AI Outlook: The Opportunity for Startups

Why not let the data do the talking?

OpenAI’s generative AI model, ChatGPT, reached 1 million users in 5 days, setting historical records for user acquisition, ahead of the iPhone at 74 days, Instagram at 2.5 months, Facebook at 10 months, and Netflix at 3.5 years.

At least three generative AI product categories have already exceeded $100 million of annualized revenue less than a year after launch: image generation, copywriting, and code writing.

And Georges Doribot, our very own AI team member and proprietary research tool, recently uncovered that AI is one of the top three startup categories experiencing the most accelerated growth over the past decade–up 85% over the past ten years and likely to see a big boom in 2023.

The data signals that a seismic transformation is taking place.

Our team spends day in, day out at the fast-changing front lines of data, computing, and human ingenuity, supporting founders doing things with data that would have been impossible only a few years ago. Like giving robots eagle vision. Mining fungi DNA for therapeutics. Or protecting smart energy grids from cyber attack.

We know that AI has reached a tipping point and expect to see many more startups rush to market, but what we don’t know is: which business models will win out?

Here, we share insight from our partners on the AI startup opportunities they are most bullish about, and why.

Large Language Models are the new cloud. Proprietary data is no longer a moat. Villi Iltchev

History seems to be repeating itself.  Cloud infrastructure vendors leveled the playing field by making infinite compute resources broadly available. Compute became commoditized and developers quickly moved up the stack building innovative applications and experiences for customers.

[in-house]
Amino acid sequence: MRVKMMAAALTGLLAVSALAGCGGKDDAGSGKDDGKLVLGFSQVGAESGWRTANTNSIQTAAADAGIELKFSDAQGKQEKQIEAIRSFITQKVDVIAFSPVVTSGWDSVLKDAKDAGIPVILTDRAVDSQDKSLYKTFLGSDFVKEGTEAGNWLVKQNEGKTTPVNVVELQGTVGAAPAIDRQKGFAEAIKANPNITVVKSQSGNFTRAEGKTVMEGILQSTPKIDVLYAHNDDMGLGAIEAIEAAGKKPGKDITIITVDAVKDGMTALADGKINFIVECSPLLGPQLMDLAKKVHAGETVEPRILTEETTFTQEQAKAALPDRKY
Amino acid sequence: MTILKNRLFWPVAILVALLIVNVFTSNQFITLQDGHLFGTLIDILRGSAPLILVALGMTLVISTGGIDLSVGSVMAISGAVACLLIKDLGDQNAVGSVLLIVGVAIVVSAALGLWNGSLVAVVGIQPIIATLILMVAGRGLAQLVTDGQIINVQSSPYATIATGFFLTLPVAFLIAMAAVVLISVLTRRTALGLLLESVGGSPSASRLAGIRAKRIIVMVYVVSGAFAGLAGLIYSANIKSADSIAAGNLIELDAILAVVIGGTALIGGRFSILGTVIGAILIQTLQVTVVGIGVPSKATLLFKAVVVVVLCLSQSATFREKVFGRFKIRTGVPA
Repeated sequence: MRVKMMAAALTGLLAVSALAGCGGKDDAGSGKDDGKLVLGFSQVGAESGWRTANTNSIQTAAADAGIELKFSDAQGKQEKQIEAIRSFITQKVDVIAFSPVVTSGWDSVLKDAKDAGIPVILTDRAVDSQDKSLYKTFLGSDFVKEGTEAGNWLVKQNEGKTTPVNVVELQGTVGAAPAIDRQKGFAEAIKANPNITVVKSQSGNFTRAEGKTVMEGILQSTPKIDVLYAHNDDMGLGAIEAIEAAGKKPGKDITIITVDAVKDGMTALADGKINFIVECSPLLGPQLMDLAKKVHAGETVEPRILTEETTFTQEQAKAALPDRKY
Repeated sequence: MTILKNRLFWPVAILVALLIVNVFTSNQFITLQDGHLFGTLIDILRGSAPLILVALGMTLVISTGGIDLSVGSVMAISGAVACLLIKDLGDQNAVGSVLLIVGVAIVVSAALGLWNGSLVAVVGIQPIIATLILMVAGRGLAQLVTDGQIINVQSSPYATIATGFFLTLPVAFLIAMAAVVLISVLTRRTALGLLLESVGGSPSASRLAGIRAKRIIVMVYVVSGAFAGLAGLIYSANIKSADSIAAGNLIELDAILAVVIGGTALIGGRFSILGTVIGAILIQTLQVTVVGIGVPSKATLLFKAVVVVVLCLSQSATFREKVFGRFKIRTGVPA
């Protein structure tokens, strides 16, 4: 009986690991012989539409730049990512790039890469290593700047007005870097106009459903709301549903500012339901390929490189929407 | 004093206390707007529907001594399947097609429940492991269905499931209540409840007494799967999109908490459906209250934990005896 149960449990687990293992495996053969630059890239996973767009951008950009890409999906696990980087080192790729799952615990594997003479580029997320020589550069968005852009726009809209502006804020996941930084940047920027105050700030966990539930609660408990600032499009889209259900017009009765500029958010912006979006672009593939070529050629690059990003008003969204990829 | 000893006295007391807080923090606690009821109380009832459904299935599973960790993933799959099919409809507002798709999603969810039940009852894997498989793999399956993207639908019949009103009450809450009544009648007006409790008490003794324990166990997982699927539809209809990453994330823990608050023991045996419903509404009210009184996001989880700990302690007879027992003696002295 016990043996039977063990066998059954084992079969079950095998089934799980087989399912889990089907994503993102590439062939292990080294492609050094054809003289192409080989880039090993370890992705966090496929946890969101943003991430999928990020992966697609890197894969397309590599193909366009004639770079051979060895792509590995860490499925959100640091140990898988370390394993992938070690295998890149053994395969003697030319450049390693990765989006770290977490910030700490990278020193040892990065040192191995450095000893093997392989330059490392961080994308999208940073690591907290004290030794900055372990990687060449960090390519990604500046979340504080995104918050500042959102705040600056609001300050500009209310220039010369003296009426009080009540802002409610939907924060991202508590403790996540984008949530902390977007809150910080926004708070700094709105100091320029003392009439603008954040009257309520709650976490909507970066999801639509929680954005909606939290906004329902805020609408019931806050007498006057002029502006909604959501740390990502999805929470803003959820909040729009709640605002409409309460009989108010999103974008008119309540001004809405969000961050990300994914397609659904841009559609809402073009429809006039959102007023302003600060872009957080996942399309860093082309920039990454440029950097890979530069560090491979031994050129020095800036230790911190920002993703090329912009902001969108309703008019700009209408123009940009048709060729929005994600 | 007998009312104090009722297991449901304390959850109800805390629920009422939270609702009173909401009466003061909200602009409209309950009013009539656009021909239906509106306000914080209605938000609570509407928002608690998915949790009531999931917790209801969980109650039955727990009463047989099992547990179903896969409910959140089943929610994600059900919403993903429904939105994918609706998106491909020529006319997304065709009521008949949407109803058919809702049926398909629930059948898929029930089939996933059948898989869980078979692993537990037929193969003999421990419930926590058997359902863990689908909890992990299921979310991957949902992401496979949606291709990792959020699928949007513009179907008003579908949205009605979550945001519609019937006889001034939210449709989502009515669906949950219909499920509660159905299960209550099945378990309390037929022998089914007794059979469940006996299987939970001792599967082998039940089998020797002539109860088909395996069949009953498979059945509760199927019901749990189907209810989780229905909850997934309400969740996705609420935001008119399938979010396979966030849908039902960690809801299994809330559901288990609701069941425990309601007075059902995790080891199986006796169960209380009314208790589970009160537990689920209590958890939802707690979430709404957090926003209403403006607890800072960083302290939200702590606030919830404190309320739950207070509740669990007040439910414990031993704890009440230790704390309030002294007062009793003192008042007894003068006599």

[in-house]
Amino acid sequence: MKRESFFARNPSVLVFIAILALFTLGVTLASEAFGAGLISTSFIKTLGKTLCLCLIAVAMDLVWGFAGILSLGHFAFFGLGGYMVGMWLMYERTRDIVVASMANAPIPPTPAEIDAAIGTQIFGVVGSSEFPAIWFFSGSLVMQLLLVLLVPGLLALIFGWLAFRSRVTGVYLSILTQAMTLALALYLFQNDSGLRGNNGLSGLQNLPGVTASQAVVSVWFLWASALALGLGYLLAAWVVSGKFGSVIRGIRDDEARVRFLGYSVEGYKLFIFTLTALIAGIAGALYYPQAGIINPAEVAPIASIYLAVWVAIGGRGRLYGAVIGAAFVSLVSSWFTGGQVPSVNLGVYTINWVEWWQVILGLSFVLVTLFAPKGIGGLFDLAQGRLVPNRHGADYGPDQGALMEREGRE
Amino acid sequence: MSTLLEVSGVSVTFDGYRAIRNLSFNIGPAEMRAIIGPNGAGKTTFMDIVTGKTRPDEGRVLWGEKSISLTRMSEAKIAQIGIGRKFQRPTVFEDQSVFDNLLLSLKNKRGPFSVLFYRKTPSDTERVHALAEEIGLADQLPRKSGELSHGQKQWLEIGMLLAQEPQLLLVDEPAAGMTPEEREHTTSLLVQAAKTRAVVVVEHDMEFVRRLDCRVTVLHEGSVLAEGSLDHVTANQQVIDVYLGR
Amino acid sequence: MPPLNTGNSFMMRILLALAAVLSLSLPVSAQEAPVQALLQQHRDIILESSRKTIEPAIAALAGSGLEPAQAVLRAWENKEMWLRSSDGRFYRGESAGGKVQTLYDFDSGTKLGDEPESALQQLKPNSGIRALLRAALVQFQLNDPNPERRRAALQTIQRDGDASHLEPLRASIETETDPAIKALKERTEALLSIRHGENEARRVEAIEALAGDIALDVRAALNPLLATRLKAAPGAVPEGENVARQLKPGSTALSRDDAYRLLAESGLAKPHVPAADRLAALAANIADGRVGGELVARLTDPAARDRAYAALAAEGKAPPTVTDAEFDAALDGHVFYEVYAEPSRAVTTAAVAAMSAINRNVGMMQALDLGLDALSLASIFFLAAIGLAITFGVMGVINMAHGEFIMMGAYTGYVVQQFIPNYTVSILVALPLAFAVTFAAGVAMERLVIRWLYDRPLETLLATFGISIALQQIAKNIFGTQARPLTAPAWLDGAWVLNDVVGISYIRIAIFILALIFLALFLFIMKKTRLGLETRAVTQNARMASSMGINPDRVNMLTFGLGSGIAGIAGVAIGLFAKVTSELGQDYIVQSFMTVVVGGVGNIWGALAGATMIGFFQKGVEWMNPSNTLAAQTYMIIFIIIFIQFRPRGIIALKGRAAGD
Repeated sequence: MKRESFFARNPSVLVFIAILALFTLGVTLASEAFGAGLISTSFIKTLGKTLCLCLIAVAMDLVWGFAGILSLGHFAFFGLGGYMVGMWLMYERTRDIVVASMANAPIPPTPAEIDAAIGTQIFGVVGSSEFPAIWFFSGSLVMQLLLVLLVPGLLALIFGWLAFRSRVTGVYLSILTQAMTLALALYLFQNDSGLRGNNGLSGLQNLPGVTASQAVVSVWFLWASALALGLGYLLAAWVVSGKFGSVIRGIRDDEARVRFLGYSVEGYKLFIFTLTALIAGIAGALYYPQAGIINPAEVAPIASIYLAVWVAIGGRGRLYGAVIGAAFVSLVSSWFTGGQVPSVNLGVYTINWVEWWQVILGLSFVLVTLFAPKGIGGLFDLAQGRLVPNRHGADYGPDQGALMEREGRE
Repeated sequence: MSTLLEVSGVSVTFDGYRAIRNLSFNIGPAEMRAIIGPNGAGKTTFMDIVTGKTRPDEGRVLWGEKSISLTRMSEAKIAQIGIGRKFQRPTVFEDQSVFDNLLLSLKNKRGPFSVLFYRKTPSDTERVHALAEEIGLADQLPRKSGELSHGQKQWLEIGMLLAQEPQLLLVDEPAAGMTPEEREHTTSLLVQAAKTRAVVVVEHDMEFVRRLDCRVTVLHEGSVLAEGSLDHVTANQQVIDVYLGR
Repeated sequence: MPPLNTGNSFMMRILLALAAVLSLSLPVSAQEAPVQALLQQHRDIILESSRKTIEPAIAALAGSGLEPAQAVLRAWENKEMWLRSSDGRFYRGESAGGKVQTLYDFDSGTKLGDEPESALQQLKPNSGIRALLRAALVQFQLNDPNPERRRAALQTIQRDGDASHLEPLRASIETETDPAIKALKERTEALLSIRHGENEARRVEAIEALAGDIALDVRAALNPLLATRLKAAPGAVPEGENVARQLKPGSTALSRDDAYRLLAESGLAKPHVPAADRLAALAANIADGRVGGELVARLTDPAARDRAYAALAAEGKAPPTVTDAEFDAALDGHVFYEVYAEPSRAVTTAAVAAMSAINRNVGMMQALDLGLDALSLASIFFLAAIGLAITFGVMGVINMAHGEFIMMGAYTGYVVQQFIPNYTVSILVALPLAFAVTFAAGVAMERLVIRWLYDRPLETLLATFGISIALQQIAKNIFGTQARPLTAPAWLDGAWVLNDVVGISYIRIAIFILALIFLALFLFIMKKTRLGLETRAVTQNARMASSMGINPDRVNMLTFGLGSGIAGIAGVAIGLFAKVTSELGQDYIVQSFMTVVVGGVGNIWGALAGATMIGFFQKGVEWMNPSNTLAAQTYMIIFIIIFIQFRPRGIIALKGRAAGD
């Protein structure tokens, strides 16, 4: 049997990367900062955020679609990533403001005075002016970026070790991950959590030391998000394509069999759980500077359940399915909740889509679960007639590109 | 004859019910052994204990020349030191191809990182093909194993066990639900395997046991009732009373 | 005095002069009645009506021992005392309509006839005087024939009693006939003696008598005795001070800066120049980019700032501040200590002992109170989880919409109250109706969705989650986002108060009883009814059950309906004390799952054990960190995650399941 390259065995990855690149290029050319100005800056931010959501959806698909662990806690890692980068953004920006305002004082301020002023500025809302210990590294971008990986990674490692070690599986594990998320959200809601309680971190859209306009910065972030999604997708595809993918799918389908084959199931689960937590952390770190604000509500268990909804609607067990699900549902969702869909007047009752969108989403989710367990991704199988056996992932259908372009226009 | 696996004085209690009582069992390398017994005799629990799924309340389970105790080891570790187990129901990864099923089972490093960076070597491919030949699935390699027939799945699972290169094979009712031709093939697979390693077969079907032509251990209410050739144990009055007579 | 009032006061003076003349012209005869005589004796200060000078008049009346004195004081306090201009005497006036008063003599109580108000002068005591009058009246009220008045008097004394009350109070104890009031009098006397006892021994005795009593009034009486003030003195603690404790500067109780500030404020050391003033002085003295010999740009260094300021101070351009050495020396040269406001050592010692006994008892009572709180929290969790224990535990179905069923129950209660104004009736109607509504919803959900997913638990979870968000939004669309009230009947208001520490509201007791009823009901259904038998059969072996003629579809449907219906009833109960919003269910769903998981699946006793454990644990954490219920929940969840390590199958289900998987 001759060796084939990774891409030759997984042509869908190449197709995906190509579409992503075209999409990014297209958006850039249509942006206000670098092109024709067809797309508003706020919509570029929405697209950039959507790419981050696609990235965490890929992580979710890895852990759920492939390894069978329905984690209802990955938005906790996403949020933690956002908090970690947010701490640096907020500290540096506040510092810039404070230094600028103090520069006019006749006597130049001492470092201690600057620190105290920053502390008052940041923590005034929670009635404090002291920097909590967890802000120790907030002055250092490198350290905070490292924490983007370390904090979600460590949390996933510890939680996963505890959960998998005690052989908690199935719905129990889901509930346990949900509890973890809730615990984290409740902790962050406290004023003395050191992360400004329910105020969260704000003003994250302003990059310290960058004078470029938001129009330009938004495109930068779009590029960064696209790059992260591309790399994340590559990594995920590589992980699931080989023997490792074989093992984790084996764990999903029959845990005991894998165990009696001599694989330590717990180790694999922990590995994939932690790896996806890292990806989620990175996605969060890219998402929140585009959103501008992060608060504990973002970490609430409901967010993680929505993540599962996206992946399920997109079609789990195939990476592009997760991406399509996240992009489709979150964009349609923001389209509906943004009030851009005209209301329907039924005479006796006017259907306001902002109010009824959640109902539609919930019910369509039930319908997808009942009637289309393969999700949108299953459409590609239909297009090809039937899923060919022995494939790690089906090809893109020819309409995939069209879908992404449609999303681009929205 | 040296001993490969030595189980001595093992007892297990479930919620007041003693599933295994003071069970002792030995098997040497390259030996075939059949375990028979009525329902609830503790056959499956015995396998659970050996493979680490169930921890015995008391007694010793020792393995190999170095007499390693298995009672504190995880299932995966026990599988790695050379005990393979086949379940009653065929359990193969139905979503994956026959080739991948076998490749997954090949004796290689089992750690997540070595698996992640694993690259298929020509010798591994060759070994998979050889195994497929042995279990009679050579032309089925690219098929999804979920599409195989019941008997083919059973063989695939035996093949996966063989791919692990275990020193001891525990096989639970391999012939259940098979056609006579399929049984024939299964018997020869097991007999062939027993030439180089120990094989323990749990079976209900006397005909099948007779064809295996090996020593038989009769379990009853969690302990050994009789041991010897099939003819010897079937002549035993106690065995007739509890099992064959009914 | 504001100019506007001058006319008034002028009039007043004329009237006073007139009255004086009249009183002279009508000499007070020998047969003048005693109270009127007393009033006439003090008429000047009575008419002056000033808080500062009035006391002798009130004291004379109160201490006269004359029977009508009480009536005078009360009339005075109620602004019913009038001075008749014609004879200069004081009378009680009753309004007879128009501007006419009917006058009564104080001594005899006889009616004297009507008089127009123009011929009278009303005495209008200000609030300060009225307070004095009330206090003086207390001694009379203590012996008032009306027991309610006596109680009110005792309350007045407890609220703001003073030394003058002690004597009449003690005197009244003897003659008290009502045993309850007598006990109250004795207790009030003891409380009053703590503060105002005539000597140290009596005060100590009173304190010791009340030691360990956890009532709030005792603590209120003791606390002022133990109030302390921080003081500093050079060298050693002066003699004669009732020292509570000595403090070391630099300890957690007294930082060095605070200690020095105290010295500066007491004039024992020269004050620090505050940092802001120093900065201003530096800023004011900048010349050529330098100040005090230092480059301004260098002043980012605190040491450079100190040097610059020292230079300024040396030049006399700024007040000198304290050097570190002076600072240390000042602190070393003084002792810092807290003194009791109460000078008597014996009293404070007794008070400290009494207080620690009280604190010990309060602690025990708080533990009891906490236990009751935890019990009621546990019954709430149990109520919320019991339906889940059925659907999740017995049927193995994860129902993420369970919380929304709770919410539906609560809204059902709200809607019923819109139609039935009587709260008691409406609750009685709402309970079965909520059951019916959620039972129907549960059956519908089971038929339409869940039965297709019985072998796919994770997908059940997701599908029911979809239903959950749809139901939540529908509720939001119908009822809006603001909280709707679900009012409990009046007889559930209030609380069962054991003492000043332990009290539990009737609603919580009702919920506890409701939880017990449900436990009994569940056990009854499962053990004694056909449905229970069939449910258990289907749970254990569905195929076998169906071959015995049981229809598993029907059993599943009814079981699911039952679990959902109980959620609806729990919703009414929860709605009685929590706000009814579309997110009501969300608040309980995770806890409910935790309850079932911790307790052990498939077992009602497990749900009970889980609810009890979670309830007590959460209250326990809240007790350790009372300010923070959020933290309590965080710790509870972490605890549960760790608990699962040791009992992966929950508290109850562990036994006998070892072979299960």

Large Language Models (LLMs) will likely follow the same path as cloud computing. Vendors like OpenAI, Google, and others will level the playing field by providing broad access to robust AI models that will empower developers to build incredibly powerful and innovative next gen applications. Depth of machine learning (ML) expertise or access to data will no longer limit developers from creating new applications and competing with better resourced incumbents. Artificial intelligence will become commoditized and developers will once again differentiate on user experience, workflow, and domain expertise.

The emergence of LLMs will create a new frontier for developers and unleash a new generation of applications. Incumbents who have invested significant resources into building their own machine learning models built around their proprietary data sets could quickly find themselves disadvantaged when competing with startups leveraging LLM vendors. If incumbents don’t adapt to also integrate LLM vendors into their models, proprietary ML models could likely become a liability.

A new user plane for the internet is about to emerge…. starting with a once-in-a-generation shift away from traditional search engines. Frances Schwiep

We’re witnessing the end of an era of traditional search engines, now that the same data can be served up and manipulated in many different and more compelling formats.